Fusion GPS: Grassley's leaks putting employees in danger

Fusion GPS: Grassley's leaks putting employees in danger
© Greg Nash

Lawyers for the political research firm Fusion GPS on Monday attacked the Republican chairman of the Senate Judiciary Committee, writing in a letter that leaks from the committee were endangering the firm's employees.

In a letter to Sen. Chuck GrassleyCharles (Chuck) Ernest GrassleyThe Hill's Morning Report - Democratic debates: Miami nice or spice? Senate Finance leaders in talks on deal to limit drug price increases Million-dollar drugs pose new challenge for Congress MORE (R-Iowa) that also targeted Sen. Lindsay Graham (R-S.C.), lawyers for Fusion GPS sharply criticized the committee for releasing the names of Fusion GPS employees, stating that threats had been made against members of the firm.

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Grassley and Graham released six letters to Fusion GPS on the committee's website last week, which contained the names of Fusion GPS employees despite the firm's apparent request to have them redacted.

"Your office made public, on your official website, six letters requesting documents related to a number of individuals, including employees of our client Fusion GPS, even after we had requested — in writing — that the names of employees not be disclosed to the public because of well-founded concerns about their public safety," the lawyers wrote.

“Ignoring our requests, your office knowingly put these people in danger, by releasing their names to the public,” the letter reads. “These leaks are unauthorized and unethical.”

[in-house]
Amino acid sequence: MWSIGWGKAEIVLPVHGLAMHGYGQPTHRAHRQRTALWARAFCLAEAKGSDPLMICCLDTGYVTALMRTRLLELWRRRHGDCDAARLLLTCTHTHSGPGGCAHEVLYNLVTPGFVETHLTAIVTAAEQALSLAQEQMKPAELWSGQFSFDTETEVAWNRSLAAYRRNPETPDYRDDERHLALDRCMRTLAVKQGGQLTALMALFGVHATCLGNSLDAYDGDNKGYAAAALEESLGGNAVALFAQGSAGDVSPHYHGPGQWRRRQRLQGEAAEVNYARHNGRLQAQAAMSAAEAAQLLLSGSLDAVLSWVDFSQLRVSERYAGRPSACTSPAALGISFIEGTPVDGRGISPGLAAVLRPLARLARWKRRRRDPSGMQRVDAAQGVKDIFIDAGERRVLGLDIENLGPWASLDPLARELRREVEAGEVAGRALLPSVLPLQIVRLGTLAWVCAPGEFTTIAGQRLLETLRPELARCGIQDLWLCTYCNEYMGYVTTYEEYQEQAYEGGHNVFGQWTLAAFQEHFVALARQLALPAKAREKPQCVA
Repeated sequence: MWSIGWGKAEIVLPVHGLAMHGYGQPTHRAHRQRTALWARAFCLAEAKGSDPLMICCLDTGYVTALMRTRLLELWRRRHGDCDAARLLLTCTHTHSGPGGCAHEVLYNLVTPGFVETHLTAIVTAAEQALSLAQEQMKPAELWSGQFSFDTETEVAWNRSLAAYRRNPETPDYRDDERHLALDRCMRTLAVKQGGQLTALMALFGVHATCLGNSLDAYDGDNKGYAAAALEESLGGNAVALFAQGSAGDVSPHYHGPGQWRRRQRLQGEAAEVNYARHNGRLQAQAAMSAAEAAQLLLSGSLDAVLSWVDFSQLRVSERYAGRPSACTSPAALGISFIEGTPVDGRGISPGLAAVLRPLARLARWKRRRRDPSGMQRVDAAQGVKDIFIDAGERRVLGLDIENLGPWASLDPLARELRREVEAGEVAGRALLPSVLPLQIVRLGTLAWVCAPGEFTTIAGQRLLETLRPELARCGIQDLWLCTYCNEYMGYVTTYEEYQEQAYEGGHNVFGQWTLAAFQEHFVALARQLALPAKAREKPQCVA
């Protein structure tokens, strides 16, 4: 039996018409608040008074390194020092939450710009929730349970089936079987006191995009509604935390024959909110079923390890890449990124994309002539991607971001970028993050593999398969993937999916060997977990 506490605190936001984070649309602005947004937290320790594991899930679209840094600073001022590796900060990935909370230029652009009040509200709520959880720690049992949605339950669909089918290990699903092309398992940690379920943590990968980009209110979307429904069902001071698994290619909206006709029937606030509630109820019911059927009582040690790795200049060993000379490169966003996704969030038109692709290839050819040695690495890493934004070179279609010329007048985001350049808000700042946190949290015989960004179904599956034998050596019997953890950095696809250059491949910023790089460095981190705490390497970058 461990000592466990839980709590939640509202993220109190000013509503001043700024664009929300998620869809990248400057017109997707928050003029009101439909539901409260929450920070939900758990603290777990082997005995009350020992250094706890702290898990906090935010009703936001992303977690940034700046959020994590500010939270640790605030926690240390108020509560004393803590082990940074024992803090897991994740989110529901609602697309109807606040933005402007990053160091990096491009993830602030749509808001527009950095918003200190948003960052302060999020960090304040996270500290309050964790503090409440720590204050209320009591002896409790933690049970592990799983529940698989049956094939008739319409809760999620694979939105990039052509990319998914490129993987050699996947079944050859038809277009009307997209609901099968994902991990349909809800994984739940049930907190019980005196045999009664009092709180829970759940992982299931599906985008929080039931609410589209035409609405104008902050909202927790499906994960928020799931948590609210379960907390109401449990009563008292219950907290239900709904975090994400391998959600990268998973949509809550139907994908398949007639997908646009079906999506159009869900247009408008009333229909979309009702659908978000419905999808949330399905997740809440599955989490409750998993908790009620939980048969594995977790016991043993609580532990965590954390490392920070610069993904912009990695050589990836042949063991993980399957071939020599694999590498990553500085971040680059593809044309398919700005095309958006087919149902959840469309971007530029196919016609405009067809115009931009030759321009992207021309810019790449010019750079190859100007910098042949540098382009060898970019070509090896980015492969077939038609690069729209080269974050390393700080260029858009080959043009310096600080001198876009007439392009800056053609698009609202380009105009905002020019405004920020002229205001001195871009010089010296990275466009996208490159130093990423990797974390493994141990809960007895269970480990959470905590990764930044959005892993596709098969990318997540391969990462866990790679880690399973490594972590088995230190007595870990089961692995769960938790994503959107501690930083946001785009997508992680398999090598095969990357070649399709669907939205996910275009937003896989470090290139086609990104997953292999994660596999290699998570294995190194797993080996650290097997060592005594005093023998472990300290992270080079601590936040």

The letter goes on to accuse Grassley and Republicans of releasing the names to "please" conservative editorial boards, ignoring safety concerns.

“Some of these employees are not yet 30 years old. Others have children. We also hope that nothing happens to these good people, simply because of your office’s labored efforts to defend this president or please the editorial pages of the Wall Street Journal.”

Fusion GPS, with funds paid for in part by Hillary ClintonHillary Diane Rodham Clinton'Teflon Don' avoids the scorn of the 'family values' GOP — again Don't expect Trump-sized ratings for Democratic debates Ocasio-Cortez on Biden: 'I think that he's not a pragmatic choice' MORE's campaign and the Democratic National Committee, produced an unverified dossier containing allegations about President TrumpDonald John Trump2020 Democrats spar over socialism ahead of first debate Senate passes .5 billion border bill, setting up fight with House 'Teflon Don' avoids the scorn of the 'family values' GOP — again MORE's ties to Russia that has become a central focus in the ongoing investigation into possible collusion between the Trump campaign and Russia.

In a statement to The Hill, Grassley's office rebuked Fusion GPS lawyers for referring to official releases from the committee as "leaks," and noted that the committee did not identify any names in the letters as specifically linked to the firm.

"Official releases of information by the chairman of the Judiciary Committee about its work are, by definition, not leaks," said Taylor Foy, Grassley's spokesman.

"Sen. Grassley will not be deterred by lawyers attempting to create a diversion from their own stonewalling by filing frivolous and baseless complaints," he added. 

"[Fusion GPS] should be spending their time complying with the document request that Senators Grassley and Feinstein made last year. Thus far, he has provided nothing but press clippings and blank pages."

Updated at 12:24 p.m.